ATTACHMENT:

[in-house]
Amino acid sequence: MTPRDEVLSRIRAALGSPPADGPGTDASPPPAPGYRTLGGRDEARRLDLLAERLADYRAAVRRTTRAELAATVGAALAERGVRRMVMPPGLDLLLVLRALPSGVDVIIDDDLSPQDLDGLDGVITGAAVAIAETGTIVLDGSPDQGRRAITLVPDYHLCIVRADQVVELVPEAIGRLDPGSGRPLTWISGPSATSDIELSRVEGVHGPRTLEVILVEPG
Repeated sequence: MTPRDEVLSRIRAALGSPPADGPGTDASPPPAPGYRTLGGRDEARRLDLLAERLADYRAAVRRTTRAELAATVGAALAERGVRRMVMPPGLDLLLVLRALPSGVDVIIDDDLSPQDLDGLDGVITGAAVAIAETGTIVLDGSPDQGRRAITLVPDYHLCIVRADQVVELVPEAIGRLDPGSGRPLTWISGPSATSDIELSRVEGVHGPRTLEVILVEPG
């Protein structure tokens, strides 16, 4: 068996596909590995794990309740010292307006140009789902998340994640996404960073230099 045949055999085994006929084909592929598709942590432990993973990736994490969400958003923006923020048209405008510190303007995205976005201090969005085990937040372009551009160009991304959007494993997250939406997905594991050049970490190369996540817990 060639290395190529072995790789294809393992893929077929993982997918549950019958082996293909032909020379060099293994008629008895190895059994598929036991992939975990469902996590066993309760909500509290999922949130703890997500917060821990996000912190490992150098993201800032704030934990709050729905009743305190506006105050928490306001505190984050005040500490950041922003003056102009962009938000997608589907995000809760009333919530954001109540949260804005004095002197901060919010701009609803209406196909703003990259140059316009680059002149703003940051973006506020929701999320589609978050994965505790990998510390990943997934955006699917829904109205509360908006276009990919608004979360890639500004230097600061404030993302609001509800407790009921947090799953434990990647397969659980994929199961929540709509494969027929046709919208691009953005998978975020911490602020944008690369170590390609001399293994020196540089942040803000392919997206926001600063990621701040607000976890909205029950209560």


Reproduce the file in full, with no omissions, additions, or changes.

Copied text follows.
[in-house]
Amino acid sequence: MTPRDEVLSRIRAALGSPPADGPGTDASPPPAPGYRTLGGRDEARRLDLLAERLADYRAAVRRTTRAELAATVGAALAERGVRRMVMPPGLDLLLVLRALPSGVDVIIDDDLSPQDLDGLDGVITGAAVAIAETGTIVLDGSPDQGRRAITLVPDYHLCIVRADQVVELVPEAIGRLDPGSGRPLTWISGPSATSDIELSRVEGVHGPRTLEVILVEPG
Repeated sequence: MTPRDEVLSRIRAALGSPPADGPGTDASPPPAPGYRTLGGRDEARRLDLLAERLADYRAAVRRTTRAELAATVGAALAERGVRRMVMPPGLDLLLVLRALPSGVDVIIDDDLSPQDLDGLDGVITGAAVAIAETGTIVLDGSPDQGRRAITLVPDYHLCIVRADQVVELVPEAIGRLDPGSGRPLTWISGPSATSDIELSRVEGVHGPRTLEVILVEPG
């Protein structure tokens, strides 16, 4: 068996596909590995794990309740010292307006140009789902998340994640996404960073230099 045949055999085994006929084909592929598709942590432990993973990736994490969400958003923006923020048209405008510190303007995205976005201090969005085990937040372009551009160009991304959007494993997250939406997905594991050049970490190369996540817990 060639290395190529072995790789294809393992893929077929993982997918549950019958082996293909032909020379060099293994008629008895190895059994598929036991992939975990469902996590066993309760909500509290999922949130703890997500917060821990996000912190490992150098993201800032704030934990709050729905009743305190506006105050928490306001505190984050005040500490950041922003003056102009962009938000997608589907995000809760009333919530954001109540949260804005004095002197901060919010701009609803209406196909703003990259140059316009680059002149703003940051973006506020929701999320589609978050994965505790990998510390990943997934955006699917829904109205509360908006276009990919608004979360890639500004230097600061404030993302609001509800407790009921947090799953434990990647397969659980994929199961929540709509494969027929046709919208691009953005998978975020911490602020944008690369170590390609001399293994020196540089942040803000392919997206926001600063990621701040607000976890909205029950209560």